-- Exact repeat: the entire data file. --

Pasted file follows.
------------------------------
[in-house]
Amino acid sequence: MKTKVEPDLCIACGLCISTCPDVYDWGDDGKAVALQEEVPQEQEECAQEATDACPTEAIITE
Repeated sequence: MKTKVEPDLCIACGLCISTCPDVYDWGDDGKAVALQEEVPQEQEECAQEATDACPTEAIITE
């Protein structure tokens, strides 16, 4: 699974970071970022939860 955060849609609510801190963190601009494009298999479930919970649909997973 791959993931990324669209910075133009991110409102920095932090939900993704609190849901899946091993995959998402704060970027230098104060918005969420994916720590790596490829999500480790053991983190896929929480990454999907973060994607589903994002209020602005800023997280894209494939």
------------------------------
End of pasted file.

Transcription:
[in-house]
Amino acid sequence: MKTKVEPDLCIACGLCISTCPDVYDWGDDGKAVALQEEVPQEQEECAQEATDACPTEAIITE
Repeated sequence: MKTKVEPDLCIACGLCISTCPDVYDWGDDGKAVALQEEVPQEQEECAQEATDACPTEAIITE
């Protein structure tokens, strides 16, 4: 699974970071970022939860 955060849609609510801190963190601009494009298999479930919970649909997973 791959993931990324669209910075133009991110409102920095932090939900993704609190849901899946091993995959998402704060970027230098104060918005969420994916720590790596490829999500480790053991983190896929929480990454999907973060994607589903994002209020602005800023997280894209494939």